Living by Karate

Living by Karate ★★★★½

An early hidden gem by Suzuki about a teenage karate practitioner whose widowed mom is stuck being the mistress to a local yakuza boss. When the yakuza boss moves to discard the boy's mom and casts a lear at his would be girlfriend, the catalyst is set for some yakuza VS karate kid action.

The whole film is infused with a madcap sense of humor that keeps things from getting too heavy, and moves at such a quick clip as to never drag during its brief runtime. Interestingly, this is one of those earlier films where you can see Suzuki inch towards his own unique style that eventually fully develop during his last few years at Nikkatsu. '61 usually isn't my favorite year for the director, but this comes off as a midpoint between his conventional delinquent films and his latter-day "time and place are nonsense" freak outs.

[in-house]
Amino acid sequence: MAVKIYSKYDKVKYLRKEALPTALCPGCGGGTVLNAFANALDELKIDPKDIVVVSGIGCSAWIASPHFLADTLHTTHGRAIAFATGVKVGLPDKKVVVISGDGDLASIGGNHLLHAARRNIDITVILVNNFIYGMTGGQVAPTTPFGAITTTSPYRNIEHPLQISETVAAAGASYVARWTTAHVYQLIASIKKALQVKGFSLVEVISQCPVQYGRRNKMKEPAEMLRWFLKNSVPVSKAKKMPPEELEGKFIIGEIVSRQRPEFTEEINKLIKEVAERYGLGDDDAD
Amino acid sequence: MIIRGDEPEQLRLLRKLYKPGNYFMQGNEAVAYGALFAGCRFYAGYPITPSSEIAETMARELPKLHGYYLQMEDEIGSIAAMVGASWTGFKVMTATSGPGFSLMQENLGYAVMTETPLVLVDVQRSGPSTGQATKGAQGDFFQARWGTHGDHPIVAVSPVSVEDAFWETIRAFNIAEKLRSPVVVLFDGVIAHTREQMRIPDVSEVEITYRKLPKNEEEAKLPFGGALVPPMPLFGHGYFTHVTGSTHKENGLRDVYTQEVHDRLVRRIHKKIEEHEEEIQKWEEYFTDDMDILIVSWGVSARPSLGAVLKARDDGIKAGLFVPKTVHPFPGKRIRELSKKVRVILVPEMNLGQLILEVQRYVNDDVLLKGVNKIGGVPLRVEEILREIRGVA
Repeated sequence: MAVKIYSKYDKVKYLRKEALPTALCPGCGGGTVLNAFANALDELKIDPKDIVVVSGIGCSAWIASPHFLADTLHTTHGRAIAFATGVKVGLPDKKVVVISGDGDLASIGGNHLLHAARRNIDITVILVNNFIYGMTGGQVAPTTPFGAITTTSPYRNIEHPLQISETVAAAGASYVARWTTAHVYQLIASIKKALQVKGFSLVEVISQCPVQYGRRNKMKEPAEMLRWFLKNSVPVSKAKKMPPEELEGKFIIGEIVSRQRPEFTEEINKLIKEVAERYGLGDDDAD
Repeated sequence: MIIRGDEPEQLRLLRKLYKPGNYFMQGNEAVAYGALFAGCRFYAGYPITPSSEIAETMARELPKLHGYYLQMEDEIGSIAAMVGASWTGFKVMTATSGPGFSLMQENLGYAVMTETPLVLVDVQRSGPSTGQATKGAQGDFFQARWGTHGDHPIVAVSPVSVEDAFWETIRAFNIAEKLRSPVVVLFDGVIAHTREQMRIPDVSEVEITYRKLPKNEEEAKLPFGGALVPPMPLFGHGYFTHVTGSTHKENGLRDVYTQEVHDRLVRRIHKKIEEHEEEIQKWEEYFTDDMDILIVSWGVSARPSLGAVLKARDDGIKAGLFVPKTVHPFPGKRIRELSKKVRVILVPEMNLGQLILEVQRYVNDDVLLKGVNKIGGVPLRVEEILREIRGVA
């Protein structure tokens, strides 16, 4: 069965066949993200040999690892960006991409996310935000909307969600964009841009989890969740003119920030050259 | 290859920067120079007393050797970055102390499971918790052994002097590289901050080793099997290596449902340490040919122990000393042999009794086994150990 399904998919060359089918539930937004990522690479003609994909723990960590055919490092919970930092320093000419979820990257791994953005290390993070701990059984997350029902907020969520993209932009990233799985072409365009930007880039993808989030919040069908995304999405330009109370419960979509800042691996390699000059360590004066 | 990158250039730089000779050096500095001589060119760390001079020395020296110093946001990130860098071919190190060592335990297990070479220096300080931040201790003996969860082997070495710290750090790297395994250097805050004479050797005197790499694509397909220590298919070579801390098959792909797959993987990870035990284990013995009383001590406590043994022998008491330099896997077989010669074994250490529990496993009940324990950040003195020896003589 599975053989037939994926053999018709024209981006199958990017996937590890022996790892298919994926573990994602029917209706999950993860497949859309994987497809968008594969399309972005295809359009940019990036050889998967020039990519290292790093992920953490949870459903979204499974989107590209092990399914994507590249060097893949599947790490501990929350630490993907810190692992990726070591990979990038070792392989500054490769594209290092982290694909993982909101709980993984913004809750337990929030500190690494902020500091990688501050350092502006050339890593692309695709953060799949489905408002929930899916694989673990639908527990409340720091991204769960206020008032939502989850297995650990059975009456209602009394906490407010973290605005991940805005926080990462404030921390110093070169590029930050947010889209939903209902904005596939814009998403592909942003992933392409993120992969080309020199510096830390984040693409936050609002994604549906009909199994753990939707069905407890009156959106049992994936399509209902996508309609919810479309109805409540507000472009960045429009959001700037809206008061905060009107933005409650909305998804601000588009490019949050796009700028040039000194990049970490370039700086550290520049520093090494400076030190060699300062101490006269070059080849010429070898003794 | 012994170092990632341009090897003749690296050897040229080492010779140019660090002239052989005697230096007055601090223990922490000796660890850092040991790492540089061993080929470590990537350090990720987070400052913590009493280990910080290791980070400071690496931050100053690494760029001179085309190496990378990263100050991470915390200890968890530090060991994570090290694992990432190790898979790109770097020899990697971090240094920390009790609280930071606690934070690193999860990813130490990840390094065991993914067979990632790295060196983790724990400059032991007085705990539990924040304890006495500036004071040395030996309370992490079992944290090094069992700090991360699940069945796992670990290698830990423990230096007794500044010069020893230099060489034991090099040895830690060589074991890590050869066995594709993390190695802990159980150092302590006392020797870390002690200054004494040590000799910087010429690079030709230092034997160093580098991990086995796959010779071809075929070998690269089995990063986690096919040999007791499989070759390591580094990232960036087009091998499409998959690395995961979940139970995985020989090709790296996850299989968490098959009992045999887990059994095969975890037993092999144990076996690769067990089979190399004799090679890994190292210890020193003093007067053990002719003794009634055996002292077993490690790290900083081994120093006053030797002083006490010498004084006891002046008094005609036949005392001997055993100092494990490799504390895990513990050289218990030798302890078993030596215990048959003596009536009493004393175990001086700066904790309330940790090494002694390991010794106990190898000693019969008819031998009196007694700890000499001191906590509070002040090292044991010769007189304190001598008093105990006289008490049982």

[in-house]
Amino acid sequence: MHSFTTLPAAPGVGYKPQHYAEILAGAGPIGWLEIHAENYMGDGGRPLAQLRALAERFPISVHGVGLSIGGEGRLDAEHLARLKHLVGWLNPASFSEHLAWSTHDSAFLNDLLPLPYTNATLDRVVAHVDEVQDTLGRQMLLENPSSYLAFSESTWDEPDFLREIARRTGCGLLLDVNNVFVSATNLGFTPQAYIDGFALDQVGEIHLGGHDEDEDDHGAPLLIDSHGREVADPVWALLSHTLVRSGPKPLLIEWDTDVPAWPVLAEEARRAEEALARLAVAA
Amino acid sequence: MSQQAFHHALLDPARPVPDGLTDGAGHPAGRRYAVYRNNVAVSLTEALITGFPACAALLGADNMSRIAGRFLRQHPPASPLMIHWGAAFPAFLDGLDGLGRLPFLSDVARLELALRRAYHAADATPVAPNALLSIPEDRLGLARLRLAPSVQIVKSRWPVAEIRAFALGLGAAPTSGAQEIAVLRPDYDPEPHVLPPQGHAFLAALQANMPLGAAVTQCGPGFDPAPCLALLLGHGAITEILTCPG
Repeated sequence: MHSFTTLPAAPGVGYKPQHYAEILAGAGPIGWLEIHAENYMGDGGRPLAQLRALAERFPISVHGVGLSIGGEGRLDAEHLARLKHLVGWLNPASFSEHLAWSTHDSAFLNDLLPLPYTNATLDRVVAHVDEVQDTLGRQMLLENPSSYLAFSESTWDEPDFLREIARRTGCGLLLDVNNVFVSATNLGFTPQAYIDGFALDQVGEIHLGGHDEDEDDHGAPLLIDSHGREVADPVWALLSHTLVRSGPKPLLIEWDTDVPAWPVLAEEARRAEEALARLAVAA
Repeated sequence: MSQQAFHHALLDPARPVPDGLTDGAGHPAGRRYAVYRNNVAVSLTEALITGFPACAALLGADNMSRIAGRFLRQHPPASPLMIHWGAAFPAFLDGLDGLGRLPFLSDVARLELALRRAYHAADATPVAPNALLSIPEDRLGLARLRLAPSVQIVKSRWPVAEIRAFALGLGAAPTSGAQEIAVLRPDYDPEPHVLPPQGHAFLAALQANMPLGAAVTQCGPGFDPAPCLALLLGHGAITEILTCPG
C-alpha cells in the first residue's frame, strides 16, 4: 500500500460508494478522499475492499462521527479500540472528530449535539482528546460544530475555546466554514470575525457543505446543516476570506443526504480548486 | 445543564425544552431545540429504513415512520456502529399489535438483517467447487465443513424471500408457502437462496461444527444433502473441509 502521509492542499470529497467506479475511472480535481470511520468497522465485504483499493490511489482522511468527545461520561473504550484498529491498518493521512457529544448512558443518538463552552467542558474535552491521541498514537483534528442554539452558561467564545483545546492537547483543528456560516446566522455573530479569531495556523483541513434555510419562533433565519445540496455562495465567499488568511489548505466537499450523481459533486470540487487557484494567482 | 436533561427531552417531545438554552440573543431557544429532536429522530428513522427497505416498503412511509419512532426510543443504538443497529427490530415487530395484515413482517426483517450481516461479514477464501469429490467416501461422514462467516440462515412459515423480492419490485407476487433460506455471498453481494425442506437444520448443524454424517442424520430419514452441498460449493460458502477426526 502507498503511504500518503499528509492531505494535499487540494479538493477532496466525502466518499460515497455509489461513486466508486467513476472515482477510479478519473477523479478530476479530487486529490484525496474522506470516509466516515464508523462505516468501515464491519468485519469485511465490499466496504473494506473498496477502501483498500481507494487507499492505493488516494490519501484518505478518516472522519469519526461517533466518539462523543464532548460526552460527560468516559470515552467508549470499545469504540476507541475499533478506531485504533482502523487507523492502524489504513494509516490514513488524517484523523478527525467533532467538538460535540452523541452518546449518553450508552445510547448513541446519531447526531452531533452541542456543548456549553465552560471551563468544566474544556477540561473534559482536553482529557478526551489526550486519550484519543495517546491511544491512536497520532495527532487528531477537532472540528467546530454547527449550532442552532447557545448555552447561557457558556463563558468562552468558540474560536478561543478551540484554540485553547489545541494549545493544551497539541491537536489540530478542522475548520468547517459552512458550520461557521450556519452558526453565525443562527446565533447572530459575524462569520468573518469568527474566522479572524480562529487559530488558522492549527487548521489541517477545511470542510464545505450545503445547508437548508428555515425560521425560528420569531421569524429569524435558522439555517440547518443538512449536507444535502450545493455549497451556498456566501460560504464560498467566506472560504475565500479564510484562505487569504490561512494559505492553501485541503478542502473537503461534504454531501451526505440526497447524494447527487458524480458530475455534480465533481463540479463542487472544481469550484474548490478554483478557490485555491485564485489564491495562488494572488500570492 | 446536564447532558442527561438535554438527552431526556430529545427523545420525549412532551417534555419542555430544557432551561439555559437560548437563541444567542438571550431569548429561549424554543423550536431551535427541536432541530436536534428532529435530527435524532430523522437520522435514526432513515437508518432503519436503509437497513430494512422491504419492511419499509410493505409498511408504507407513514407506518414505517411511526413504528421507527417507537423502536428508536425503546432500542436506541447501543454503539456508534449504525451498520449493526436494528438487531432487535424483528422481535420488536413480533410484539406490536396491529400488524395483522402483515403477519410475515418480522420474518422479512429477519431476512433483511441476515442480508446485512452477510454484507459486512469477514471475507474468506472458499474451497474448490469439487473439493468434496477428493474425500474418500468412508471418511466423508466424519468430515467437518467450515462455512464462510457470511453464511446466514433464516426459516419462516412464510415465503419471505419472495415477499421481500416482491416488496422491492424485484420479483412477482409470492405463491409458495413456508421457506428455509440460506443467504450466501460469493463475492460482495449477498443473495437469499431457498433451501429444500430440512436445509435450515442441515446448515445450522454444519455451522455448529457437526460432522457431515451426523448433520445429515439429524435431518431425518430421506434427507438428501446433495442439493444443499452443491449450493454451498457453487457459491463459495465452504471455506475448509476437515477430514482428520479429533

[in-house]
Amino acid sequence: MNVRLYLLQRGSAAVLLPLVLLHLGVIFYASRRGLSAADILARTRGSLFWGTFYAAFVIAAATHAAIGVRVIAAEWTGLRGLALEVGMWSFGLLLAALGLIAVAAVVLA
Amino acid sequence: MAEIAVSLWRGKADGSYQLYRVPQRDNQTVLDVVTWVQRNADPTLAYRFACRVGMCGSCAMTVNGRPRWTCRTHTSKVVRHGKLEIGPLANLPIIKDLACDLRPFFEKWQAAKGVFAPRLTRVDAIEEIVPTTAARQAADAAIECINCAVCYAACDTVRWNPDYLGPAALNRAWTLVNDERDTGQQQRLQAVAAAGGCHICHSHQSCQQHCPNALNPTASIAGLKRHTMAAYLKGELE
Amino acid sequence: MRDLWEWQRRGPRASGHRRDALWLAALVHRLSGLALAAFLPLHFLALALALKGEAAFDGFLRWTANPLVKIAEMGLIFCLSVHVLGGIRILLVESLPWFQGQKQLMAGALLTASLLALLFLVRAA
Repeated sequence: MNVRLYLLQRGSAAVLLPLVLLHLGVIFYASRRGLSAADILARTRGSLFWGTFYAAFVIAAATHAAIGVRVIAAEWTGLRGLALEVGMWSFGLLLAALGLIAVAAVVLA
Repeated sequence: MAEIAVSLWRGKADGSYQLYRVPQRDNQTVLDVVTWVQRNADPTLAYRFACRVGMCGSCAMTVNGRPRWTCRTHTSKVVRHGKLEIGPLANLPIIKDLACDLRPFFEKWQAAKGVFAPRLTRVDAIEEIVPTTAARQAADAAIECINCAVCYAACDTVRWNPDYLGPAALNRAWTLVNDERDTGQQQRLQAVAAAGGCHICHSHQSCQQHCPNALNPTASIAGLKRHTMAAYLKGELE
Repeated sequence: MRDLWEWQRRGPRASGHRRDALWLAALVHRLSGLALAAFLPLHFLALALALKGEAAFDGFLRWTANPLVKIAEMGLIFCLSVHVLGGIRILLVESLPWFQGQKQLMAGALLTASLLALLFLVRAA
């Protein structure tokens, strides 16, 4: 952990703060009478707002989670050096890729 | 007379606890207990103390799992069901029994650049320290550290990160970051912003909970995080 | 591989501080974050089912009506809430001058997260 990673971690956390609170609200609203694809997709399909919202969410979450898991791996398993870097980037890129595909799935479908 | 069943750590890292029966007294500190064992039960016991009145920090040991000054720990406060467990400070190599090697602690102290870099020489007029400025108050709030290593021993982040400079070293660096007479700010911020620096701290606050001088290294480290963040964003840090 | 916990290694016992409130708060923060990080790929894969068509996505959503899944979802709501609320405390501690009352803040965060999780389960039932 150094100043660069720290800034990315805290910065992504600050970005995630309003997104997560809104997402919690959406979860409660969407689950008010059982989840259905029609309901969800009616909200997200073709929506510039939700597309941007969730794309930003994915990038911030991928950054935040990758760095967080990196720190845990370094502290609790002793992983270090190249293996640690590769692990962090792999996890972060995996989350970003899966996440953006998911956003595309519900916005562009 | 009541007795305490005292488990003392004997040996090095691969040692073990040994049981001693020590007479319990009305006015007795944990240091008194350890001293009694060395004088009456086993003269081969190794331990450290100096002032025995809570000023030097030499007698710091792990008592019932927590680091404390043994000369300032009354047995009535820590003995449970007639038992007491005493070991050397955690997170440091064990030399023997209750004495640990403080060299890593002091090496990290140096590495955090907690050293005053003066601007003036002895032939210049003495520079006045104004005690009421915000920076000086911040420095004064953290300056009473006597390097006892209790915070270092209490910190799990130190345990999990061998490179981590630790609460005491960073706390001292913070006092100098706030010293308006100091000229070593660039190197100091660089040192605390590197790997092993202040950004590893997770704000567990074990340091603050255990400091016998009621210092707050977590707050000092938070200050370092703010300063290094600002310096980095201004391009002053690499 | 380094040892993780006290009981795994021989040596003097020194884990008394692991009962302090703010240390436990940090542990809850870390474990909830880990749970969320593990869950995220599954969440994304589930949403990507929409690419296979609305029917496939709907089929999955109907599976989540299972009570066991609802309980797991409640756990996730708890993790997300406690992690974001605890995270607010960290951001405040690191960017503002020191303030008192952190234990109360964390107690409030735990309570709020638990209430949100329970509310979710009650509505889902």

It isn't as deep or well-made as some of Suzuki's more famous films, but it's a lot of fun and the sets create this great atmosphere you just want to hang around in.